Screenshots were taken from the DVD
century after he was first created, author Edgar Rice Burroughs'
interplanetary hero John Carter finally got his own movie. Although
never as popular as Tarzan, another Burroughs creation, it's actually
quite surprising that it took this long for Carter to come to
the screen, since the character casts a pop culture shadow over
everything from Flash
Gordon to Star Wars. Unfortunately,
despite the character's obvious influence on sci-fi adventure
filmmakers from George Lucas to James Cameron, Disney's John
Carter, a big-budget adaptation of the first book in Burroughs'
series, A Princess of Mars, opened to disappointing box-office
and lukewarm reviews — which is a shame, as it's an enjoyable,
if flawed, space adventure.
the opening narration by Tars Tarkas (Willem Dafoe) informs us,
Mars (or "Barsoom" as the natives call it) is not the dead planet
we know, but a dangerous world full of strange creatures and competing
alien races, and one that threatens to be torn apart by war. Through
a series of strange circumstances, ex-Confederate cavalryman John
Carter (Taylor Kitsch) finds himself transported via an alien
talisman to Barsoom, where the planet's lower gravity grants him
enhanced strength and the ability to leap great distances. While
trying to find his way back to Earth, Carter is caught up in a
struggle between the warring city-states of Zodanga and Helium
for the fate of Barsoom, all while still finding the time to fall
in love with the beautiful Dejah Thoris (Lynn Collins), Princess
above plot description is only a very brief overview of John
Carter, a movie brimming with various alien characters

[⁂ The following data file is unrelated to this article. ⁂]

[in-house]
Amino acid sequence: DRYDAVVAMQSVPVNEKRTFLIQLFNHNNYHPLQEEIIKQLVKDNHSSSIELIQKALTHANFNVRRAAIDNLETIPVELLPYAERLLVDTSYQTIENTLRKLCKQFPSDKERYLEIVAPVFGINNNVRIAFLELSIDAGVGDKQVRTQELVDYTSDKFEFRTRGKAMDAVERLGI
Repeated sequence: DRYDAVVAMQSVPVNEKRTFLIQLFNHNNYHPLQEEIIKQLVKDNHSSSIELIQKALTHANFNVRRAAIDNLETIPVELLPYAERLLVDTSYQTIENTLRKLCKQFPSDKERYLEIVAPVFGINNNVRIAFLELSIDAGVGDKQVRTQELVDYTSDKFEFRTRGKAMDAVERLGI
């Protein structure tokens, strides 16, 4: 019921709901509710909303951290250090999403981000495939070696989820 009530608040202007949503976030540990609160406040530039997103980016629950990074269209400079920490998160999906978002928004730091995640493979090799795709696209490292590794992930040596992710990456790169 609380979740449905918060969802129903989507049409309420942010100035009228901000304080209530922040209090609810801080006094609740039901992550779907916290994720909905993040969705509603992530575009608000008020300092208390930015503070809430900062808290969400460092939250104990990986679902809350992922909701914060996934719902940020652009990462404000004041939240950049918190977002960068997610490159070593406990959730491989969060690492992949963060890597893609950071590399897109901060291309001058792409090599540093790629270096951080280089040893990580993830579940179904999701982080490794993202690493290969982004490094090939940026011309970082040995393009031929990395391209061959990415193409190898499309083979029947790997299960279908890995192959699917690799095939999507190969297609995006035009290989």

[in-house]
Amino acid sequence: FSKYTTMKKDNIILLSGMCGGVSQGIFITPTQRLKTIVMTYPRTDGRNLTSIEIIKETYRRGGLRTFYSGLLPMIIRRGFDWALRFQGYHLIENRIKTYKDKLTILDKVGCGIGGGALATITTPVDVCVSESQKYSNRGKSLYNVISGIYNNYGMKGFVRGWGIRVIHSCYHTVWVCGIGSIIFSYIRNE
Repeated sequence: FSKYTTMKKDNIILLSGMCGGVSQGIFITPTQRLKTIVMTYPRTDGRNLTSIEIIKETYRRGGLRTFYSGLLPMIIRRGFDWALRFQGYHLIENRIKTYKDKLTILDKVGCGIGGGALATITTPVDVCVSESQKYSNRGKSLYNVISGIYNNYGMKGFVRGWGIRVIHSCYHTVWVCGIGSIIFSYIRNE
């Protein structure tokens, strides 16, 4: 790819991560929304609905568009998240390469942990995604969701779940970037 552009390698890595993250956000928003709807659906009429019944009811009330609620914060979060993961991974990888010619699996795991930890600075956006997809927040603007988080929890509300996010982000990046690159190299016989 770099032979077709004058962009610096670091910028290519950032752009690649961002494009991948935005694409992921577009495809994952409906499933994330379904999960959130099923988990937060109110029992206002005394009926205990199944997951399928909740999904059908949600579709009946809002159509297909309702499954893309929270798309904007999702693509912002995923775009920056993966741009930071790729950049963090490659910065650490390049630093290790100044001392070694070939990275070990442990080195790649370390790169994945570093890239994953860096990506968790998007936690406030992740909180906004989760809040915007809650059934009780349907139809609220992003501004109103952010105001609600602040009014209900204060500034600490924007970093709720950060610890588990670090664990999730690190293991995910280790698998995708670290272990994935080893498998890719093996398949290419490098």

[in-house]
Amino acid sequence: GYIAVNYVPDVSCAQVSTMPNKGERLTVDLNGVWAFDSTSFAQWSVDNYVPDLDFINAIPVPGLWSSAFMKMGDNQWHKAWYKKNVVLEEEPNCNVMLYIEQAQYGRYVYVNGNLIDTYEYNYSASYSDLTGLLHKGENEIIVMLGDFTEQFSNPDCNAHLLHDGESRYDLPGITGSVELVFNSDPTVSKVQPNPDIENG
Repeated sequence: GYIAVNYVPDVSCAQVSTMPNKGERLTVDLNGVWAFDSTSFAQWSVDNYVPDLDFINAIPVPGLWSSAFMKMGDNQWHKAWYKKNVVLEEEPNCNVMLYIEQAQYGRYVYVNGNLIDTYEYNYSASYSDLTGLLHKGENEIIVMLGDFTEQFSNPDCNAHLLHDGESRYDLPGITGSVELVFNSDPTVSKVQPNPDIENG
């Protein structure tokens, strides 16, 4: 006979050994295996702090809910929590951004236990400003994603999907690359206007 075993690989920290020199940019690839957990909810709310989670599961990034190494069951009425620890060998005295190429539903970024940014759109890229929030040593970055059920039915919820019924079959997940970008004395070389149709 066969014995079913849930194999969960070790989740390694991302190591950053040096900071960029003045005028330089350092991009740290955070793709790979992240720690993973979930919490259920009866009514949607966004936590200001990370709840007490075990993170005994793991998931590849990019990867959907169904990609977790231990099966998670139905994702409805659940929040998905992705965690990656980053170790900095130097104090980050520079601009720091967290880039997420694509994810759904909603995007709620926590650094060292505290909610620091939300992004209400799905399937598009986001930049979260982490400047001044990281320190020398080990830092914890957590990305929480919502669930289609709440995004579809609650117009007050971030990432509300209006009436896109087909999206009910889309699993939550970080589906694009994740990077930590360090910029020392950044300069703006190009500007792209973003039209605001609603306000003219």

and terminology. Burroughs, y'see, was a man of ideas. Big ideas!
And his fertile imagination is what has helped his creations endure
for such a long time despite the occasional hokeyness of his writing.
To his credit, director Andrew Stanton, known for directing Pixar
movies like Finding Nemo and WALL.E,
makes sure the world of Barsoom is well laid out and doesn't treat
the subject matter with the kind of eye-rolling irony that some
other filmmaker might've been tempted to. This is not to say that
John Carter is cerebral science fiction.
Far from it. Rather, it's a pulpy, old-fashioned adventure that
in many ways actually has a lot in common with previous adaptations
of Burroughs' works like 1976's At
the Earth's Core, which had Doug McClure as an all-American
stranger in a strange land going up against similar fantastical
creatures and situations.
sets John Carter apart from previous
attempts to bring Burroughs' works to the screen is its massive
budget (reportedly $250 million), allowing Stanton & Co. to bring
Burroughsian worlds to life in ways the makers of At
the Earth's Core could've only imagined. Indeed, many of
the sights in the movie could've easily come from a dusty old
issue of Amazing Fantasy, from the 10-foot tall, four-armed
alien Tharks to steampunk-style flying machines and even a cartoonish
alien dog sidekick for Carter (which, thankfully, is not as annoying
as it easily could've been). Stanton does his best to cram in
as much information as possible about this alien world, which
brings me to my biggest complaint about the film. Clocking in
at well over 2 hours, John Carter
feels a little bloated. I understand that they were going for